Constructing tall buildings with timber gives the Group the opportunity to propose new technical solutions. For the office building project Green Office Enjoy in the ClichyBatignolles development zone (ZAC), slated for delivery in December 2018, acoustic tests were done with the Scientific and Technical Center for Building (CSTB). “Dry screed was put on the floors, and a heavy raised floor was placed between each of the building’s six stories to obtain acoustical performance equivalent to concrete construction,” explains José Maria Sales, project director at Bouygues Immobilier. At Strasbourg, the structural frame and façades of the 38-meter-high Sensations building, which contains 146 apartments, are made of timber. Full-scale tests were conducted to see how fire could spread across the façades. “These tests will allow us to make the adjustments needed to meet the recommendations issued by timber construction professionals in association with the CSTB and the Institut Technologique Forêt Cellulose Bois (FCBA) in 2017. And they will also serve as case studies for future projects carried out across France,” explains Philippe Michel, technical director, East Region, at Bouygues Immobilier. Last December, this project was awarded the BBCA rating, making it the first low carbon certification Bouygues Immobilier has received for a residential building.

Meanwhile, Bouygues Construction delivered Catalpa, its first sustainable modular timber-frame building, to the French Army in 2016, just seven months after the order was placed. In this project, Bouygues Construction combined quick execution with high-quality results. The next challenge? The Tour Commune in Paris, on which work began in 2018. A total of 1,500 m3 of timber will be combined with steel to construct the structural frame of this 50-meter-high building – a true technical feat. “The next step is to use more French timber in the projects,” says Brisebourg. “In the Vendée region, the Piveteau group is investing in the largest plant in France for the production of wood paneling for floors and walls.” Technical improvements are indeed driving growth in the timber construction market in France. More and more projects are being undertaken in anticipation of low-carbon regulations, while shareholders and investors in green funds are ready to raise their bets on ecological building construction. As a result, supply and demand will continue to grow at an equal pace.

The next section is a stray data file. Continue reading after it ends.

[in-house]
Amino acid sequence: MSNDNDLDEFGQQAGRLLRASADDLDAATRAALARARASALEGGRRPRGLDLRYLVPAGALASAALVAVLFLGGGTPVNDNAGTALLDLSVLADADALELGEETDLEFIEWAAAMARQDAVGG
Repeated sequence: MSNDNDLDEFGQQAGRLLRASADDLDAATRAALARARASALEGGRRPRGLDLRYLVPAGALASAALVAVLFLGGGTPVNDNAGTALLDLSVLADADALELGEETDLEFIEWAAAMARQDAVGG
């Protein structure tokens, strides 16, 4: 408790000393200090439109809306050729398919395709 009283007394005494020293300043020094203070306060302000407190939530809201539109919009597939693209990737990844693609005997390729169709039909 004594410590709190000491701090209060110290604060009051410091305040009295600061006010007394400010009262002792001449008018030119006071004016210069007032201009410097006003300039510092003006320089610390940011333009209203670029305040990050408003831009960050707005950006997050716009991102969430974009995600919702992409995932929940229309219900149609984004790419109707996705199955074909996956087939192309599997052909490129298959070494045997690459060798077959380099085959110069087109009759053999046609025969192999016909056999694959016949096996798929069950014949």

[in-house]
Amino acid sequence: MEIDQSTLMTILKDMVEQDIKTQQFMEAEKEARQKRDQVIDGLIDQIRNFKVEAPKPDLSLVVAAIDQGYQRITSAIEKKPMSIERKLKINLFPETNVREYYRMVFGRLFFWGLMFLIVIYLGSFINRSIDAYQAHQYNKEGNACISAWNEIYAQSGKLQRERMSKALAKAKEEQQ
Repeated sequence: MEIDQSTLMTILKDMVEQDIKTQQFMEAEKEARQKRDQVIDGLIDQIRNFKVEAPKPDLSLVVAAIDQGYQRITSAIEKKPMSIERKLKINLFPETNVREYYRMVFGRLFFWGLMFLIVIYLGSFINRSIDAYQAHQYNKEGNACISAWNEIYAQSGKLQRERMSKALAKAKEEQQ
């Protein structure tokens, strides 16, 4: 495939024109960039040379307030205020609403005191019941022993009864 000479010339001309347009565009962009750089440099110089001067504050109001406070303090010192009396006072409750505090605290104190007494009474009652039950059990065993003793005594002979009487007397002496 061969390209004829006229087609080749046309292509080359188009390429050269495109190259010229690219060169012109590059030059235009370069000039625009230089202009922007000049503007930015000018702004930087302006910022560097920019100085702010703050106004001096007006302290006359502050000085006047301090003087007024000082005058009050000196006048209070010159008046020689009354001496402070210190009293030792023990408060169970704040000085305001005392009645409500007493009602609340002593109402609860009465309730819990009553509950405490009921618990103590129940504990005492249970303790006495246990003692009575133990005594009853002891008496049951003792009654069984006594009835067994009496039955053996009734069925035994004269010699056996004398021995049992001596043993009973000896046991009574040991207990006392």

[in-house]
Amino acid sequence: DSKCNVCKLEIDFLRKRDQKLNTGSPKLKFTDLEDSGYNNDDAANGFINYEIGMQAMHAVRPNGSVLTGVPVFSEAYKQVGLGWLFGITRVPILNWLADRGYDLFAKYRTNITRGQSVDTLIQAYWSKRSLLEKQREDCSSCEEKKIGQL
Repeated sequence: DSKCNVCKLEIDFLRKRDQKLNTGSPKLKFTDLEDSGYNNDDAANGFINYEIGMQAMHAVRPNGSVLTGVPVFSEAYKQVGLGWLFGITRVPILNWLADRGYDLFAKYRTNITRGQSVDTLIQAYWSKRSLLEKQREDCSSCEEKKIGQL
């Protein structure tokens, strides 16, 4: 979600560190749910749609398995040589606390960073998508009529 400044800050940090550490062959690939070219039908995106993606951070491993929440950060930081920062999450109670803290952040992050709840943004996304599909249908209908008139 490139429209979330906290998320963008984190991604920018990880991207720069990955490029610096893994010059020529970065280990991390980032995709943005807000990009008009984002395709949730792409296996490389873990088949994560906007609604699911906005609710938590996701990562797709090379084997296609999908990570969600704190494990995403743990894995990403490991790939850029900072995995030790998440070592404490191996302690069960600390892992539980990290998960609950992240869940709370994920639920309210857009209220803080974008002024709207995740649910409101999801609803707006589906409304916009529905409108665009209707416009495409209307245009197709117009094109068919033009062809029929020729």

THREE questions to...


Marcel Chouraqui,
Managing director of Adivbois
What does your association do?
Created in 2015, it supports the Timber Industry Plan sponsored by four ministries that is designed to help achieve the carbon neutrality targets for 2050. With our 150 experts, we assist companies that are constructing buildings with a minimum of ten floors. That is the case with the Bouygues group in partner projects like the Tour Commune in Paris and Sensations in Strasbourg.
How is the timber construction industry changing?
In some projects today, 50% of the timber comes from France. Wood has been produced in other countries, in Austria and Canada, for example, for a longer time. France is catching up, and the industry is taking shape. Over the past three years, we have identified 24 regions for the construction of demonstrators, which makes France a leader in construction with this material.
How is wood used for interior installations?
Building with wood offers an opportunity to approach our surroundings in new ways. We are interested in looking at the impact of wood on well-being, health, productivity in the office, and other things. Studies show that consumers have a very favorable opinion of wood in their home or workplace.

Sources: Ministry of Agriculture and Food (2016) / Syndicat Français de la construction bois (2016)

1,6
billion of euros in revenues
24
million hectares of forests (overseas dependencies included)
12 820
specialized jobs
31%
of the land is covered with forests
1 981
companies
©Laurent Zylberman - Graphix-Images
In Paris, Green Office Enjoy has a mixed timber-concrete structural frame. It is constructed on a slab above railway tracks.
The seven-story Green Office Enjoyin northwestern Paris has a coworking space and 64 parking places.
Bouygues Immobilier received its first low carbon certification (BBCA) for a residential building with its Sensations project in Strasbourg